We have spend the past several weeks covering how to deliver efficiency and cost reduction in IT, and particularly how to do it while maintaining or improving your capabilities. In my last post we discussed what are some of the recent technology industry trends that enable reduced costs at the same or improved capabilities. In this post we will cover the first two of the long term tactics that you can leverage to achieve world class cost and performance: quality and a high performance team.
The first and really most important area to tackle is quality. If a factory had a quarter of the output that it produced was defective and became scrap, it could no long compete in the lean manufacturing regime of today’s industry. Yet frequently, IT shops have defect rates of 10%, 20%, or even north of 50%. And much of the time and effort of the IT team is actually spent fixing things as opposed to new work or proper maintenance. You need to regard every defect in your shop as waste and as a cost to you and your business. You should tackle this waste wherever it occurs in your shop. It is not uncommon for more than 50% of large projects or programs to be over schedule and over budget. It is not uncommon to see shops where more than 10 or 20% of the changes result in some other problem, typically impacting production and service to the customers. These areas must be addressed with rigor.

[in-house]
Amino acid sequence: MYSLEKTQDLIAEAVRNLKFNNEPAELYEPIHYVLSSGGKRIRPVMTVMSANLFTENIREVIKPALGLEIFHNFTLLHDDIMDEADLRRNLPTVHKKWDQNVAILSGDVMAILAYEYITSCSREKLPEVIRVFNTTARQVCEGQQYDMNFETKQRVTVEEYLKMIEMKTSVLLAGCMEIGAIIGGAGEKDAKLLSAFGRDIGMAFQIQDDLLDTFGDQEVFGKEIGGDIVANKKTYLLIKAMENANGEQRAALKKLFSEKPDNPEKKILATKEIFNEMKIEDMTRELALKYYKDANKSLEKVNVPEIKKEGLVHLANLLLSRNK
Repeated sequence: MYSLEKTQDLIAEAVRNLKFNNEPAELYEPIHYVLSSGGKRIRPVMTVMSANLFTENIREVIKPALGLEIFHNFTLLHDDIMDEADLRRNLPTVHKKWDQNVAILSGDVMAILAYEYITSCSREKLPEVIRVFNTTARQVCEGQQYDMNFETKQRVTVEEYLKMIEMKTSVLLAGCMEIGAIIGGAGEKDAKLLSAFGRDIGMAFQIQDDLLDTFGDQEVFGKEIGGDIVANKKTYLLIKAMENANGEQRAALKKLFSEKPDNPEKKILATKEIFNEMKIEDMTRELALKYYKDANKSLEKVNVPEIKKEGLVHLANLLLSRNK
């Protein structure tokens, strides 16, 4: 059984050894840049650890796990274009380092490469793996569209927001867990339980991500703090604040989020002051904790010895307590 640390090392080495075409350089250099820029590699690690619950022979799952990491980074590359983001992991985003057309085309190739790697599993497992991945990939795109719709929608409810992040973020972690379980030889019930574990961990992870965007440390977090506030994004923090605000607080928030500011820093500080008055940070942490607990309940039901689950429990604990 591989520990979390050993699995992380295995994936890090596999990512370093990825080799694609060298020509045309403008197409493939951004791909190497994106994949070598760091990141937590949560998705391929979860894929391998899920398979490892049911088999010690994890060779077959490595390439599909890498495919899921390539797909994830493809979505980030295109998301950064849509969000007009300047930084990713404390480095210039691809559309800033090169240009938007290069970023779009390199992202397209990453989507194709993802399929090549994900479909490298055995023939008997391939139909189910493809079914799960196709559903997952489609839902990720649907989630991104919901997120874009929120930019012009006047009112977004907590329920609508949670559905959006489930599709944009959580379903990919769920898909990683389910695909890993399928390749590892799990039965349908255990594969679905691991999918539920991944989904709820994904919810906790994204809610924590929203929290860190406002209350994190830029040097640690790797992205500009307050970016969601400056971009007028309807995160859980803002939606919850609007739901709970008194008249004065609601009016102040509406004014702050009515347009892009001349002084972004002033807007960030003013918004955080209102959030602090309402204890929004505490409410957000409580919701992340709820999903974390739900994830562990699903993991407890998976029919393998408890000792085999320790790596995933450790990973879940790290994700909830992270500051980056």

For projects and programs, are you following a robust project methodology? Do you have proper sponsorship and governance? Are you leveraging a strong analysis and requirements management methodology and toolset? Are you taking advantage of modern methodologies that solve the tough parts of a problem first, get good prototypes out early for user review and avoid the big bang and timeliness issues of a waterfall approach? Are you giving your project managers a full toolset along with the industry training and empowerment to make the right calls? If not, then you are likely experiencing issues and delays on more than 25% and perhaps more than 50% of your projects. And that is where your money is being wasted. When a fully staffed project team is waiting for requirements signoff, or when requirements are being changed again, too late in the project cycle, you are burning project monies while the resources idle or have to do rework. By introducing a rigorous process and robust tools and metrics, you will be able to avoid most issues before they start and for those that do occur, you will know precisely why and be able to correct it for the next project.